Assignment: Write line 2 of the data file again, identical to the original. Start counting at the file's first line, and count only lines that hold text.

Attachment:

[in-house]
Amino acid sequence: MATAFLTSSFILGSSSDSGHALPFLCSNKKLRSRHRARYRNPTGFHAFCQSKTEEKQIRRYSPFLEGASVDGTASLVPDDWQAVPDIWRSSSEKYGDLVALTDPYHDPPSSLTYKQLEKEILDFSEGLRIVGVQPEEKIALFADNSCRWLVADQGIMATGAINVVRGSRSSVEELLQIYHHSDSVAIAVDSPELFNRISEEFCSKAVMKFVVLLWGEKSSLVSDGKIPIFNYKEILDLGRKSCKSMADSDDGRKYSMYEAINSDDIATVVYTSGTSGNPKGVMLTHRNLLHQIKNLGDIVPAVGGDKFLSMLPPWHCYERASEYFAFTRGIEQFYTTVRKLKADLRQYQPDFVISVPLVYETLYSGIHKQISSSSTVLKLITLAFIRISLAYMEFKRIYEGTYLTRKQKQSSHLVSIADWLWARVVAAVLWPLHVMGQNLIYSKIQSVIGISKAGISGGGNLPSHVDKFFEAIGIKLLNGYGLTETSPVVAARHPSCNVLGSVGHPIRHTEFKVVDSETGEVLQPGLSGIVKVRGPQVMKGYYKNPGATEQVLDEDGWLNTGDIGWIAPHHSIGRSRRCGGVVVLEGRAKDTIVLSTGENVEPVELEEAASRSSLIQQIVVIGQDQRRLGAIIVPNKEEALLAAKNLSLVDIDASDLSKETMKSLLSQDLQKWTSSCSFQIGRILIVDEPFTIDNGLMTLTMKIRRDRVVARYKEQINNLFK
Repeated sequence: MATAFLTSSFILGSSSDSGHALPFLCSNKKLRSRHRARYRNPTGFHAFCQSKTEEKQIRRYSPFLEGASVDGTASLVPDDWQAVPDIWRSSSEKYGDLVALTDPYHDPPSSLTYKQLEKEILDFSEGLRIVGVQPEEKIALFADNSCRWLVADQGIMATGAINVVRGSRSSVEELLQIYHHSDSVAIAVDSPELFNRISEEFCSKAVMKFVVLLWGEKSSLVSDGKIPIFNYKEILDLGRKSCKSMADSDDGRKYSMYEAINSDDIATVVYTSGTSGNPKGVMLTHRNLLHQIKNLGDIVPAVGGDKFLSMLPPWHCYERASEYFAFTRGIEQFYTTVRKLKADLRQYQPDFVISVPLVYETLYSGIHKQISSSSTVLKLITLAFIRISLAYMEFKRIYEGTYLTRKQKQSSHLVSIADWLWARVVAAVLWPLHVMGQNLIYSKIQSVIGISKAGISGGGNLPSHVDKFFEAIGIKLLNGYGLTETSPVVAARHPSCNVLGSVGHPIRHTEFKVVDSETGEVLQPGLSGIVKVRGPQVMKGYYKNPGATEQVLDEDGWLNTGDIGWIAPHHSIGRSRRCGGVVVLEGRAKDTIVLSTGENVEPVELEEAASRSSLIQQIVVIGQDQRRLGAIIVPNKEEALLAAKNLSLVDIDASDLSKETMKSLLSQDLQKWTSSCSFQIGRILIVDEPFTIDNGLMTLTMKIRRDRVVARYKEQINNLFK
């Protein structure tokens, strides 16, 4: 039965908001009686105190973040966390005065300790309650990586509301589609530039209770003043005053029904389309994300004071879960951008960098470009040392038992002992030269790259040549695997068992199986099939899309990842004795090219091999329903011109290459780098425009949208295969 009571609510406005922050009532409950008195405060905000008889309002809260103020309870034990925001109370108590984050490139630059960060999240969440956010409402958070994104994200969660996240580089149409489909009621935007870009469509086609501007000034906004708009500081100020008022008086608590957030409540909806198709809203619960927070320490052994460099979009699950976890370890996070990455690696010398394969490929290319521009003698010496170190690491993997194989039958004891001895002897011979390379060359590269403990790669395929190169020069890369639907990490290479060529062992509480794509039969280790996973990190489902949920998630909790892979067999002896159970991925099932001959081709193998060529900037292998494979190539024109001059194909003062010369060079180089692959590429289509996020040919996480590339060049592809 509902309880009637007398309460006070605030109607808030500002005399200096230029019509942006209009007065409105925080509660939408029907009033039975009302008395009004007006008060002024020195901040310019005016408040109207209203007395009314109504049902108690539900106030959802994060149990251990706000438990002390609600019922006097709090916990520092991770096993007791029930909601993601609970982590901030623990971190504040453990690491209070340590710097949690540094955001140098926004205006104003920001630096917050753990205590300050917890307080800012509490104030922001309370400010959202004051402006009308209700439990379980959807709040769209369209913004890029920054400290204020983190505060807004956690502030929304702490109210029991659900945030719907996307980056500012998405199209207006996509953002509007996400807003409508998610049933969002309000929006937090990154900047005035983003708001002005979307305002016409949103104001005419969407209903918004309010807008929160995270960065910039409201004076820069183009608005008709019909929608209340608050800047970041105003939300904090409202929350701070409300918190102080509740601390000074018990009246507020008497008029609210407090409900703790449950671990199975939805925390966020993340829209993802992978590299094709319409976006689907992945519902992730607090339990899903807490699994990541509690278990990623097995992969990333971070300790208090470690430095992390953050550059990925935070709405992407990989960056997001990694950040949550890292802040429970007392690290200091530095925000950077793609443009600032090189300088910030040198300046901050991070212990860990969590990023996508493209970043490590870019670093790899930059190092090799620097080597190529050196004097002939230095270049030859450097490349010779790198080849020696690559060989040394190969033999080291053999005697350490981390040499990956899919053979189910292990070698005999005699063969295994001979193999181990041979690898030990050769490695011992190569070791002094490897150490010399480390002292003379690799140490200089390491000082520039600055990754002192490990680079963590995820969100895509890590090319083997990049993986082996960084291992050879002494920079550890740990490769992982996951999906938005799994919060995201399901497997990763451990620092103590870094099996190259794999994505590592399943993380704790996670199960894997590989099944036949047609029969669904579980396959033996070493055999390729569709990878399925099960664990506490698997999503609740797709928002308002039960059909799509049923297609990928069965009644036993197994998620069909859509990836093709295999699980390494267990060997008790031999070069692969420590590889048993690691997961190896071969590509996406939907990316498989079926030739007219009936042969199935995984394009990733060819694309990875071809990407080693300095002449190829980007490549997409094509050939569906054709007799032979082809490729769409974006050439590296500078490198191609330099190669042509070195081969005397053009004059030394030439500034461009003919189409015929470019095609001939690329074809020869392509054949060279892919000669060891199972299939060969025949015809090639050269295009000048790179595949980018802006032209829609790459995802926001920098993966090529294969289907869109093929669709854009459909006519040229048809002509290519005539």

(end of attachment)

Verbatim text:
Amino acid sequence: MATAFLTSSFILGSSSDSGHALPFLCSNKKLRSRHRARYRNPTGFHAFCQSKTEEKQIRRYSPFLEGASVDGTASLVPDDWQAVPDIWRSSSEKYGDLVALTDPYHDPPSSLTYKQLEKEILDFSEGLRIVGVQPEEKIALFADNSCRWLVADQGIMATGAINVVRGSRSSVEELLQIYHHSDSVAIAVDSPELFNRISEEFCSKAVMKFVVLLWGEKSSLVSDGKIPIFNYKEILDLGRKSCKSMADSDDGRKYSMYEAINSDDIATVVYTSGTSGNPKGVMLTHRNLLHQIKNLGDIVPAVGGDKFLSMLPPWHCYERASEYFAFTRGIEQFYTTVRKLKADLRQYQPDFVISVPLVYETLYSGIHKQISSSSTVLKLITLAFIRISLAYMEFKRIYEGTYLTRKQKQSSHLVSIADWLWARVVAAVLWPLHVMGQNLIYSKIQSVIGISKAGISGGGNLPSHVDKFFEAIGIKLLNGYGLTETSPVVAARHPSCNVLGSVGHPIRHTEFKVVDSETGEVLQPGLSGIVKVRGPQVMKGYYKNPGATEQVLDEDGWLNTGDIGWIAPHHSIGRSRRCGGVVVLEGRAKDTIVLSTGENVEPVELEEAASRSSLIQQIVVIGQDQRRLGAIIVPNKEEALLAAKNLSLVDIDASDLSKETMKSLLSQDLQKWTSSCSFQIGRILIVDEPFTIDNGLMTLTMKIRRDRVVARYKEQINNLFK